Kurdistan has been a flower in junkyard when one looks at the situation in Iraq. Without any playing down of the remarkable contrast and amazing progress of Iraq’s north, Kurdistan has been a G-dsend. Kurdistan’s economy is booming, investment is coming in, its security is stable (and actually exists), plus it is not sending its militias into the sectarian free-for-all that is engulfing the Arab parts of the country. Iraq’s instability is an Arab affair, and Kurdistan is an aspect of relief for the Coalition’s efforts there.
This is a component of the new Iraq that cannot be lost on American strategists. As Iraq’s civil war worsens and Kurdish leaders will look to keep their region’s lot continally safe from that violence and chaos, it is in American and Coalition interests to allow that stability to resonate as far as the Kurdistan Regional Government can extend it.
Iraqi Kurds are enveloped in ethnic conflict with northern Iraq’s minorities, but hardly in the way the Sunni Arab and Shiite Arab sectors of Iraq are battering each other. This is a conflict of underprivileged minority in an ethnic majority’s world. It is parallel to the situation of many urban and lower class minorities around the world, a significant difference from the open civil war in the country center and its south.
This allows the US to focus on urban development and microeconomic issues, freeing it from the burden of economic reconstruction tied with security as is with the other parts of the country. Kurds’ ethnic conflicts also stem from Saddam Hussein’s Arabization efforts in the 1980s that kicked many Kurds out of major cities like Kirkuk and Mosul – both of which sit on the rough imaginary line between heavily Arab and heavily Kurdish communities. Today, Kurds do make up significant portions of those cities’ populations, and the Kurdish Regional Government (KRG) want to control them. They are the economic and and resourceful hubs of Iraq’s north.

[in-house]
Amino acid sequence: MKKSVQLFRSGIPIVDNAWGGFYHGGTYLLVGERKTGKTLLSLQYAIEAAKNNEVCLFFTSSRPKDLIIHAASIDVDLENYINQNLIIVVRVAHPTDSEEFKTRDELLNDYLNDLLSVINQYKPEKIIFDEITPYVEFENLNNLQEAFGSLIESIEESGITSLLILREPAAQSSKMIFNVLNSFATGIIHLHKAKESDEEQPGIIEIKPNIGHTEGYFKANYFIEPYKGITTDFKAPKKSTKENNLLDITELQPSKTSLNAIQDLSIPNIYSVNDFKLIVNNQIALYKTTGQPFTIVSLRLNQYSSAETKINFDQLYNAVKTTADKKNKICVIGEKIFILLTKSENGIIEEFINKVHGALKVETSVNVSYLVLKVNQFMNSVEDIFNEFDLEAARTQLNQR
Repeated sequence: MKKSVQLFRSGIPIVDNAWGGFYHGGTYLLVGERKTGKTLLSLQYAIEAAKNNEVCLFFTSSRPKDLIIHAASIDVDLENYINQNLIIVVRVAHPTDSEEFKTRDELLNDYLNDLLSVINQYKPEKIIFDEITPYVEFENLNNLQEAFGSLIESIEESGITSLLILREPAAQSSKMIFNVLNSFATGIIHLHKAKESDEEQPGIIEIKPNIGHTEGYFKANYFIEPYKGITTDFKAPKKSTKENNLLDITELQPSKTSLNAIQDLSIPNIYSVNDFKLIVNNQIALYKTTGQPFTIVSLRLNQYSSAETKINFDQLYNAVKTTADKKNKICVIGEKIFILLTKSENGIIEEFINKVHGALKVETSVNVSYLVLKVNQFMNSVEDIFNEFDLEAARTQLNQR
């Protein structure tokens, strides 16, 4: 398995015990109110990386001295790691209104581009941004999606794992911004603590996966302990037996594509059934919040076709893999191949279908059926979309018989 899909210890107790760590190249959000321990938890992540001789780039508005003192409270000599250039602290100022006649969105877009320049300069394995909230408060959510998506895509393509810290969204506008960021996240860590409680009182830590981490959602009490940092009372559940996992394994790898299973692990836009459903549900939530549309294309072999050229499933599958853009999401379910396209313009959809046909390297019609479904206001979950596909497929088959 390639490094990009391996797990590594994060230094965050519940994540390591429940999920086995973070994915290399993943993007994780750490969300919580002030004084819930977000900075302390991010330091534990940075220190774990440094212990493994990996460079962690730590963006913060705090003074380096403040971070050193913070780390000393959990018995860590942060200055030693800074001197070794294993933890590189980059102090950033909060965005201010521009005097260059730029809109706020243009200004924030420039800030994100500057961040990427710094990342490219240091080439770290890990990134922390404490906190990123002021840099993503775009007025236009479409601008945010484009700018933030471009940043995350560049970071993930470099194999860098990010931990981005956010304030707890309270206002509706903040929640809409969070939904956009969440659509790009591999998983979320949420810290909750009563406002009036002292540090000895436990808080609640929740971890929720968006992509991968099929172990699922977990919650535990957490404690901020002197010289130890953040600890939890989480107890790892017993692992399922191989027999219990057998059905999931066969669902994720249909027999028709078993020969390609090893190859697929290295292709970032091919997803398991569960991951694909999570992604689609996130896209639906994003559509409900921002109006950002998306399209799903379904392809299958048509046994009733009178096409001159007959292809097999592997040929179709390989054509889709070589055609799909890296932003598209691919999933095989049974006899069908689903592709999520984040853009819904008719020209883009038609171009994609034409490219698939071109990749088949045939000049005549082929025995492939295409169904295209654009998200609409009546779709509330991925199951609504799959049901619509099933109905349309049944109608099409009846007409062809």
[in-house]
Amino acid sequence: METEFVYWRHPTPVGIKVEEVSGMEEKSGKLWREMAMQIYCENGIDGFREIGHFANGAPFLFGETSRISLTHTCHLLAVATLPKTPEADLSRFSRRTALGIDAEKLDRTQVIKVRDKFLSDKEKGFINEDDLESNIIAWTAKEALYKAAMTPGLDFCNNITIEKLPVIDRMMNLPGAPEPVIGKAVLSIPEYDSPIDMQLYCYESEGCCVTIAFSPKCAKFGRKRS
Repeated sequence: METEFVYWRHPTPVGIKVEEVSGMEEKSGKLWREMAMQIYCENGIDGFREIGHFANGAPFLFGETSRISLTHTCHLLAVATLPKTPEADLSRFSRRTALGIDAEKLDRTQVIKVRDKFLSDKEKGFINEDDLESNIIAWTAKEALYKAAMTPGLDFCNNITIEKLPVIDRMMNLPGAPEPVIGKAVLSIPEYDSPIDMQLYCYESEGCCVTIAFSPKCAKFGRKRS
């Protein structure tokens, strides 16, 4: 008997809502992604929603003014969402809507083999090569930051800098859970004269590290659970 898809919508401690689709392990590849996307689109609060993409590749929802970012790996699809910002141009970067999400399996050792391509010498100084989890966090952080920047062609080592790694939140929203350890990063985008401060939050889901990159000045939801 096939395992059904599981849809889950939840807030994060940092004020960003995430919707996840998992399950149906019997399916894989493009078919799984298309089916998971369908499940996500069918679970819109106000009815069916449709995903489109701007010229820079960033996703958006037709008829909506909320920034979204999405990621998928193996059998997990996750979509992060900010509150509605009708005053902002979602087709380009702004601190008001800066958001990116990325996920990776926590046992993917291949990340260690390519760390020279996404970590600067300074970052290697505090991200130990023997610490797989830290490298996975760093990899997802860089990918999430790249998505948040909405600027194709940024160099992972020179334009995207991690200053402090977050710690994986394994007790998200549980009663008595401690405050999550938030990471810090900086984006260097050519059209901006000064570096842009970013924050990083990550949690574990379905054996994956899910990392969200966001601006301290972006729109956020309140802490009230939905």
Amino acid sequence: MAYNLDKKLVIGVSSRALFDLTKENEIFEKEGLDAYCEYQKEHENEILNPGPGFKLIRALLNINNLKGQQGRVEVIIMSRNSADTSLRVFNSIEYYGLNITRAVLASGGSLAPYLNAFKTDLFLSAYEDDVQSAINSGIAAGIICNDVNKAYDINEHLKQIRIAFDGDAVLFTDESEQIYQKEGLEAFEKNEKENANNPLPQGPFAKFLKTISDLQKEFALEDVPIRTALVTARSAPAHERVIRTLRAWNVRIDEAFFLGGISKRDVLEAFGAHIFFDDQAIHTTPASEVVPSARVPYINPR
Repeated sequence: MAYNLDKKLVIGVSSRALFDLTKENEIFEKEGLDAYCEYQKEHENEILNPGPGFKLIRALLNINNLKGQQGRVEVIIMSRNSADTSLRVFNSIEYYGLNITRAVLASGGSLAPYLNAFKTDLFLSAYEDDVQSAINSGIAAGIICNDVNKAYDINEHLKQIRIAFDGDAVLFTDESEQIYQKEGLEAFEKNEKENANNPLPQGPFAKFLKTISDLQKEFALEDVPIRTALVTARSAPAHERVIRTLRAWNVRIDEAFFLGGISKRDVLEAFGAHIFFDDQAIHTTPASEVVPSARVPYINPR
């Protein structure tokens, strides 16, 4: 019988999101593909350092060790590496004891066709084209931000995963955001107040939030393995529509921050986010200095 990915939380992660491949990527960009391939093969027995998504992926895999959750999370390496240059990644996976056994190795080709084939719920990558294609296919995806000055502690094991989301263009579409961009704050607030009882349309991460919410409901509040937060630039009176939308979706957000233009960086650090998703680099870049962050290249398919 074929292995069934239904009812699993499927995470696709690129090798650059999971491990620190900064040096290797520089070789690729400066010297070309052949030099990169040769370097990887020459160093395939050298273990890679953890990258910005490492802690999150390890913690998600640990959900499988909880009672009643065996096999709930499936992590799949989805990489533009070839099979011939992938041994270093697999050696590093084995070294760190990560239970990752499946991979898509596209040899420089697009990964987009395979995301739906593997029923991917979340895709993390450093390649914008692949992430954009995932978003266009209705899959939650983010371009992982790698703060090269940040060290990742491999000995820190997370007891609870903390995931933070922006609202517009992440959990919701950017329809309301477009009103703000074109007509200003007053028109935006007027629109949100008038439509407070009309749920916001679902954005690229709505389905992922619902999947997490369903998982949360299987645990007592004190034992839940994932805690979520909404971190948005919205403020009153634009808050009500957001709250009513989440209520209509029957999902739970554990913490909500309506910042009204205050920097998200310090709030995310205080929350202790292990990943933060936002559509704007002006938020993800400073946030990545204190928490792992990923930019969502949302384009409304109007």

In the event the Sunni-Shiite Arab civil war spirals out of any concept of control, it is in American interests to have the stable Kurdish authorities controlling these cities rather than a potentially anarchy-prone Baghdad government. It would also create a solid base for development in more of the region than the current area of control for the KRG. Additionally, with heavy American influence, the lot of Sunni Arab, Christian and Turkmen minorities in these cities can improve, provided heavy investment. This allows the United States to maintain a significant assemblance of order in Iraq if it fails to stabilize the situation in the central and southern parts of the country.